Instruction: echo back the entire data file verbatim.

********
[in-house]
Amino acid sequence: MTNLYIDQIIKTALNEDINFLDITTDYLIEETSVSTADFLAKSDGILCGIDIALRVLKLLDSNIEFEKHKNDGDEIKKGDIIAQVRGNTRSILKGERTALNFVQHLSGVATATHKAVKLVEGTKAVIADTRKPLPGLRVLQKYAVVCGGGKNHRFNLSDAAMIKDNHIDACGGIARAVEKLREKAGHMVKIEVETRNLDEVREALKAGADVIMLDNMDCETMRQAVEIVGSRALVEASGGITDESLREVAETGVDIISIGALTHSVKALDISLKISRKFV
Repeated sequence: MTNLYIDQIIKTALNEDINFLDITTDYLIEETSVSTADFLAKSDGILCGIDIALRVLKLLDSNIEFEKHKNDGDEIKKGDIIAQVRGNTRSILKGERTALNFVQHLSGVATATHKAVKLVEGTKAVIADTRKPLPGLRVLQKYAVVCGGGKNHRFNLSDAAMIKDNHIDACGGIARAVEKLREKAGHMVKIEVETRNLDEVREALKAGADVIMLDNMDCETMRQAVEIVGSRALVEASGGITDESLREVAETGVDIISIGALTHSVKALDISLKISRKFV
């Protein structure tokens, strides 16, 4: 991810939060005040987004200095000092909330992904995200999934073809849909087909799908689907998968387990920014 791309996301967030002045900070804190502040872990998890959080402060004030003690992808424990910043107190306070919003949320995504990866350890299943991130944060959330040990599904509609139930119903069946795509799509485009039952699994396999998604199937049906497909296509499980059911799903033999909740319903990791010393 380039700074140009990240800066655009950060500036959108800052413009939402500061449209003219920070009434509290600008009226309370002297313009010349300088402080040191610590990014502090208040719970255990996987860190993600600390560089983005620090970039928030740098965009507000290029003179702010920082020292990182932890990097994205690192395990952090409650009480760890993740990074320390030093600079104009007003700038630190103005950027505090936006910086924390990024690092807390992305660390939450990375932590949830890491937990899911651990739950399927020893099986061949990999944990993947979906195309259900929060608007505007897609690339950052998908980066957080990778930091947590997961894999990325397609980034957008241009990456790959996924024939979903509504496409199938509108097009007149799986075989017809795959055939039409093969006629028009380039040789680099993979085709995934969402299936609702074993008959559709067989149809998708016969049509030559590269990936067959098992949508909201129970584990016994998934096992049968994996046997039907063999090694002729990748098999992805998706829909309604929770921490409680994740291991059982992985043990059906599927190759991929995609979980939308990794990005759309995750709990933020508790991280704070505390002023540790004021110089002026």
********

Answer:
[in-house]
Amino acid sequence: MTNLYIDQIIKTALNEDINFLDITTDYLIEETSVSTADFLAKSDGILCGIDIALRVLKLLDSNIEFEKHKNDGDEIKKGDIIAQVRGNTRSILKGERTALNFVQHLSGVATATHKAVKLVEGTKAVIADTRKPLPGLRVLQKYAVVCGGGKNHRFNLSDAAMIKDNHIDACGGIARAVEKLREKAGHMVKIEVETRNLDEVREALKAGADVIMLDNMDCETMRQAVEIVGSRALVEASGGITDESLREVAETGVDIISIGALTHSVKALDISLKISRKFV
Repeated sequence: MTNLYIDQIIKTALNEDINFLDITTDYLIEETSVSTADFLAKSDGILCGIDIALRVLKLLDSNIEFEKHKNDGDEIKKGDIIAQVRGNTRSILKGERTALNFVQHLSGVATATHKAVKLVEGTKAVIADTRKPLPGLRVLQKYAVVCGGGKNHRFNLSDAAMIKDNHIDACGGIARAVEKLREKAGHMVKIEVETRNLDEVREALKAGADVIMLDNMDCETMRQAVEIVGSRALVEASGGITDESLREVAETGVDIISIGALTHSVKALDISLKISRKFV
């Protein structure tokens, strides 16, 4: 991810939060005040987004200095000092909330992904995200999934073809849909087909799908689907998968387990920014 791309996301967030002045900070804190502040872990998890959080402060004030003690992808424990910043107190306070919003949320995504990866350890299943991130944060959330040990599904509609139930119903069946795509799509485009039952699994396999998604199937049906497909296509499980059911799903033999909740319903990791010393 380039700074140009990240800066655009950060500036959108800052413009939402500061449209003219920070009434509290600008009226309370002297313009010349300088402080040191610590990014502090208040719970255990996987860190993600600390560089983005620090970039928030740098965009507000290029003179702010920082020292990182932890990097994205690192395990952090409650009480760890993740990074320390030093600079104009007003700038630190103005950027505090936006910086924390990024690092807390992305660390939450990375932590949830890491937990899911651990739950399927020893099986061949990999944990993947979906195309259900929060608007505007897609690339950052998908980066957080990778930091947590997961894999990325397609980034957008241009990456790959996924024939979903509504496409199938509108097009007149799986075989017809795959055939039409093969006629028009380039040789680099993979085709995934969402299936609702074993008959559709067989149809998708016969049509030559590269990936067959098992949508909201129970584990016994998934096992049968994996046997039907063999090694002729990748098999992805998706829909309604929770921490409680994740291991059982992985043990059906599927190759991929995609979980939308990794990005759309995750709990933020508790991280704070505390002023540790004021110089002026």